Project 22 – Chapter 18
Chapter 18 – My lungs
My lung journey has been long and is still ongoing. I hope to, one day, no longer associate with it, but for now it’s with me and I’m attacking it from all angles – or so I thought.
I had a conversation with my beautiful friend Kylie Wolfig recently and she said ‘you’re doing everything physical, but what about the emotions?’
Yes, what about the emotions?
Grief is held in the lungs, I’ve got that bit but maybe there’s more I need to do and maybe it’s from past lifetimes that I don’t know about. Perhaps I’m holding onto other peoples grief, plus all the associated emotions linked to grief like sadness, anger, depression, love, frustration, anxiety etc.
Maybe my lungs are an example of the roller coaster of emotions that our bodies go through in life generally? Maybe.
My physical journey with my lungs started in the womb, but in terms of this issue, it probably started when I first got laryngitis and tonsillitis. I was 18 and just finishing year 12.
From then on, for the next 20ish years, tonsillitis visited me about 4 times a year. Sure, I played a part. I would be run down but I’d still go out on a Saturday night and then end up sick for a week. It wasn’t ideal but it was how I lived life.
Then there were times when I just got run down from life.
Interestingly, since I had Teddy, and a couple of years before that, I didn’t have tonsillitis. I actually haven’t had it since, but I did get bronchial pneumonia in 2015, and then again in 2017.
I did such a good job in 2015 (funny, not funny) that it affected 3 parts of my lungs and took 3 rounds of antibiotics to fix, but I still had a residual shortness of breath that would come up from time to time.
This shortness of breath had been with me since about 2011. It would come up when I was running and I just couldn’t get my breath to regulate. However, on other days, there was no problem, I could run for days.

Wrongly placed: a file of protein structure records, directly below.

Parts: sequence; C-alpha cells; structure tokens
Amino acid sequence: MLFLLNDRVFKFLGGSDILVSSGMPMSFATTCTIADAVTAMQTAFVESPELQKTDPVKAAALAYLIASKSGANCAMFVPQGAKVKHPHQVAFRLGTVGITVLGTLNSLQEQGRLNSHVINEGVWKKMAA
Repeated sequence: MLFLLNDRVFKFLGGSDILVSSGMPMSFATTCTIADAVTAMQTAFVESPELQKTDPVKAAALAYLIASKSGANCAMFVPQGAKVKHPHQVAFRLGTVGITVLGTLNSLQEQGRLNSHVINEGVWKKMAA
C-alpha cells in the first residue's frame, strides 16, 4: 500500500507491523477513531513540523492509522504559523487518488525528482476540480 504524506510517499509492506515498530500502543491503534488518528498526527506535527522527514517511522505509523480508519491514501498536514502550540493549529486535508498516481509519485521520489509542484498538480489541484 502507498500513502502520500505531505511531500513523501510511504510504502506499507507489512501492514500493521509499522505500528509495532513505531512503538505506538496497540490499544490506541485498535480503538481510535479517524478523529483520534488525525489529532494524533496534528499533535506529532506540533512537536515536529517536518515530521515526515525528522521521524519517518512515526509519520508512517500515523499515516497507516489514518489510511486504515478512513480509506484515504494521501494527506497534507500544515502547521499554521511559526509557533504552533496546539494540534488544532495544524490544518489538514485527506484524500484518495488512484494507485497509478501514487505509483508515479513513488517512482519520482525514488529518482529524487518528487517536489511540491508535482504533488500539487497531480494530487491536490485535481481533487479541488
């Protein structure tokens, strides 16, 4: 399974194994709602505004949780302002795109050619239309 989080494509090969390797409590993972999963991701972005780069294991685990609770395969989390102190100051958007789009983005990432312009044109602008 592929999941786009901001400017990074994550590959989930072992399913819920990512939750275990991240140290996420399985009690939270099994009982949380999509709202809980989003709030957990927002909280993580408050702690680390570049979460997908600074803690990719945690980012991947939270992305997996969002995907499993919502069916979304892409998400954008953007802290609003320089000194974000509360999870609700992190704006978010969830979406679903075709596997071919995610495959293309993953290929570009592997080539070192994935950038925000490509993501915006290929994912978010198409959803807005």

In 2015, when I had bronchial pneumonia, it took me 6 months to go to the Dr and I only did it because of two issues:
- I’d gotten in the pool for Teddy’s swimming lessons and the moment that my chest went under the water, I couldn’t stay there, I had to stand up. The pressure on my lungs was too much, and
- Later that afternoon, at Teddy’s 2nd birthday party, I nearly passed out in the kitchen.
Now sure, I could have done something earlier, but in the main I felt I was managing it and I had a lot going on. It’d started a new job in the May and came down with the flu. Because I’d just started the job and we were about to go away to the US for a month, I felt that I couldn’t take time off work.
Remember this was pre-covid, now being sick at the office wouldn’t happen.
My symptoms settled when we went to the US, and it was coming into Spring at home, so everything seemed fine. Of course it wasn’t and things got worse.
My Dr was very thorough, and I was back in her office every 2 weeks or so to manage how things were going. Once I’d had the 3 rounds of antibiotics, and I was feeling better, I saw my Dr about my shortness of breath, but nothing came up. They tested me for asthma, but I didn’t have that.
There were no red flags and because I was functioning ‘normally’ it was a case of ‘get on with life and see what happens’ which, me being me, was happy to do.
My next round of Bronchial Pneumonia
Somehow, I got through the winter of 2016. I’d started running and did a 5km fun run, and then a 10km fun run. Towards the end of the year, I wasn’t super well so I went back to the Dr and took another round of antibiotics. Again everything settled.
Then, in 2017, I was on court at netball and I honestly thought I was going to pass out. I, of course, got through the game and then went to the Drs. Same diagnosis, bronchial pneumonia, but not as bad this time.
I can’t say everything settled, because it didn’t, but I felt like I was going around in circles, so I just got on with things.
My biggest issues came about when I would lie down, and I’d cough up phlegm, about 2 tablespoons full. This would lead to me feeling exhausted and, when I could, I’d take myself to bed.
I also had night sweats. Sometimes waking up drenched, to the point I had to change my top and turn my pillow over.
On this, yes I was in my 40s, and one of the symptoms of peri menopause is night sweats, but I just didn’t have any other symptoms, so for me it was linked to my lungs and my body needing to expel that mucus.
I was at a point where I honestly didn’t know where to go or what to do. General medicine would just give me antibiotics again, which worked short term but not long term.
I’d seen a Chinese Herbalist and the herbs had worked for a while but then everything came back. I wasn’t consistent in managing my health at that point, nor was I proactive in going back and asking deeper questions. This wasn’t an issue, but it was part of my growth and something I needed to learn how to do.